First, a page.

Deleverage

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Deleverage

To repay a company's debts in order to make it more attractive to investors. Companies acquire leverage (or debt) to expand operations in the most efficient way possible. However, acquiring too much debt may increase the company's risk so that it may be in danger of default or bankruptcy. Deleveraging reduces these risks.
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Whatever the cause, it is informative to follow those individuals with zero debt over the past 12 years to analyze the trends that may have led them to their current deleveraged state.
An opposite scenario would lead to confirmation and may result in a revision of the outlook to "positive" from "stable", reflecting Foster's strong deleveraged credit profile, with a potential for further deleveraging as obligations mature, and benefits stemming from SABMiller's transfer of capabilities and global beer market expertise to the company, Moody's concluded.
The revision reflects TRC's view that the operator has deleveraged its balance sheet through its strong cash flow generation in Taiwan's stable telecom sector.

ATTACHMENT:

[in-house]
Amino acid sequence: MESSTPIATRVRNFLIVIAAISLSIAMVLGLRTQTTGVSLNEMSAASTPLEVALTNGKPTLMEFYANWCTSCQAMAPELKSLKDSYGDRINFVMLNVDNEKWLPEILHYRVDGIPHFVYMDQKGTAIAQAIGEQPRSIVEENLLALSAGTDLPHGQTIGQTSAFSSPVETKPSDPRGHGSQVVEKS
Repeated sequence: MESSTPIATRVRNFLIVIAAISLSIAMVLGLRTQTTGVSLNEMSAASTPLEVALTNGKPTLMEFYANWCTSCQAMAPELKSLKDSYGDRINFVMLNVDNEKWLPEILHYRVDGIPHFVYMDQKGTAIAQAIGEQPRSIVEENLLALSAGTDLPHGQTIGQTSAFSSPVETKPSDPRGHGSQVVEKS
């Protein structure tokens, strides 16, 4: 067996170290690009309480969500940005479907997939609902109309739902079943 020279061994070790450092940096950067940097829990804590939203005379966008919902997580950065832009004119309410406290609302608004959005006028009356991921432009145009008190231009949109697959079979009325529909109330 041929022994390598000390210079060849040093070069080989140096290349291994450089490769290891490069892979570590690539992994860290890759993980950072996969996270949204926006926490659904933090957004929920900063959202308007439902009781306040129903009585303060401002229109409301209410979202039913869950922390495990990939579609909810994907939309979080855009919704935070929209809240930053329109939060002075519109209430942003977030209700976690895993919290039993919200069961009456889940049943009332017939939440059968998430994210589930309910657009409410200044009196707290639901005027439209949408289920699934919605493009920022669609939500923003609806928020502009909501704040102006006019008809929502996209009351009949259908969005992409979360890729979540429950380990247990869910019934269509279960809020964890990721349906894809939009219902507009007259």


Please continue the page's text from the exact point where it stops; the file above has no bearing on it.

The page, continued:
They analyze why the US took on so much debt, how the debt will be reduced, deleveraged, and the costs of that deleveraging, in an effort to provide a clear strategic context for investors seeking long-term opportunities within today's uncertainty and confusion.
The Bahrain-based investment bank's announcement goes on to say, "GFH has successfully deleveraged its balance sheet, worked on improving its liquidity by selling non-core assets, cut operational costs by 45 per cent and has seen revenues grow to $18.5 million in the first quarter.
The bulletin also describes the most common types of structured notes, including step-up bonds, index amortizing notes, dual index notes, deleveraged bonds, range bonds and inverse floaters.
*Deleveraging: Real estate must be significantly deleveraged, which is a gentler way of saying writedowns and foreclosures.